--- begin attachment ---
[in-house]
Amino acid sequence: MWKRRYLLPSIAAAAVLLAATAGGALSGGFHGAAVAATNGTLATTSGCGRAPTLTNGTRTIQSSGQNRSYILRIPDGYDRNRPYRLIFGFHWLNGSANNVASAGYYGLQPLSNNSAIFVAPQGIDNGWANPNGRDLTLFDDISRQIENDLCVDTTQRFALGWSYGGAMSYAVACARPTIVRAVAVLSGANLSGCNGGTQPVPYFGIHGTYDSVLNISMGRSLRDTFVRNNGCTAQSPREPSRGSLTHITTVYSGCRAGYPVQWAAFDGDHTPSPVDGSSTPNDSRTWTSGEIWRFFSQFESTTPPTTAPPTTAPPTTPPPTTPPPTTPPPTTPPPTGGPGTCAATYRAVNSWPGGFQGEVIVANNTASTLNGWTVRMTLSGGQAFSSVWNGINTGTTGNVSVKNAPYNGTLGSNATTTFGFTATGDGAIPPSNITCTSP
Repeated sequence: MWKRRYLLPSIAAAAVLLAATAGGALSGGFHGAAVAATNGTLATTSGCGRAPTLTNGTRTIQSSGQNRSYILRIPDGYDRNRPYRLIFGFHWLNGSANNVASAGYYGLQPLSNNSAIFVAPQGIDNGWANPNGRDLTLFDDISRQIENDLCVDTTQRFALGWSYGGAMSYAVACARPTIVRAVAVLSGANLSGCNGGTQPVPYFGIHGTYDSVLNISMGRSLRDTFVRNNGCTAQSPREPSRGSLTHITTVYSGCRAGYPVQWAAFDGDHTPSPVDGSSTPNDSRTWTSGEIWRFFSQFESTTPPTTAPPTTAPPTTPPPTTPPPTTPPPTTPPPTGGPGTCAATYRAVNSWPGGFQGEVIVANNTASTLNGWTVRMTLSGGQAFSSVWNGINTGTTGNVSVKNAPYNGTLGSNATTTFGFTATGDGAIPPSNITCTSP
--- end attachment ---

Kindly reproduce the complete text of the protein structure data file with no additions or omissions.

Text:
[in-house]
Amino acid sequence: MWKRRYLLPSIAAAAVLLAATAGGALSGGFHGAAVAATNGTLATTSGCGRAPTLTNGTRTIQSSGQNRSYILRIPDGYDRNRPYRLIFGFHWLNGSANNVASAGYYGLQPLSNNSAIFVAPQGIDNGWANPNGRDLTLFDDISRQIENDLCVDTTQRFALGWSYGGAMSYAVACARPTIVRAVAVLSGANLSGCNGGTQPVPYFGIHGTYDSVLNISMGRSLRDTFVRNNGCTAQSPREPSRGSLTHITTVYSGCRAGYPVQWAAFDGDHTPSPVDGSSTPNDSRTWTSGEIWRFFSQFESTTPPTTAPPTTAPPTTPPPTTPPPTTPPPTTPPPTGGPGTCAATYRAVNSWPGGFQGEVIVANNTASTLNGWTVRMTLSGGQAFSSVWNGINTGTTGNVSVKNAPYNGTLGSNATTTFGFTATGDGAIPPSNITCTSP
Repeated sequence: MWKRRYLLPSIAAAAVLLAATAGGALSGGFHGAAVAATNGTLATTSGCGRAPTLTNGTRTIQSSGQNRSYILRIPDGYDRNRPYRLIFGFHWLNGSANNVASAGYYGLQPLSNNSAIFVAPQGIDNGWANPNGRDLTLFDDISRQIENDLCVDTTQRFALGWSYGGAMSYAVACARPTIVRAVAVLSGANLSGCNGGTQPVPYFGIHGTYDSVLNISMGRSLRDTFVRNNGCTAQSPREPSRGSLTHITTVYSGCRAGYPVQWAAFDGDHTPSPVDGSSTPNDSRTWTSGEIWRFFSQFESTTPPTTAPPTTAPPTTPPPTTPPPTTPPPTTPPPTGGPGTCAATYRAVNSWPGGFQGEVIVANNTASTLNGWTVRMTLSGGQAFSSVWNGINTGTTGNVSVKNAPYNGTLGSNATTTFGFTATGDGAIPPSNITCTSP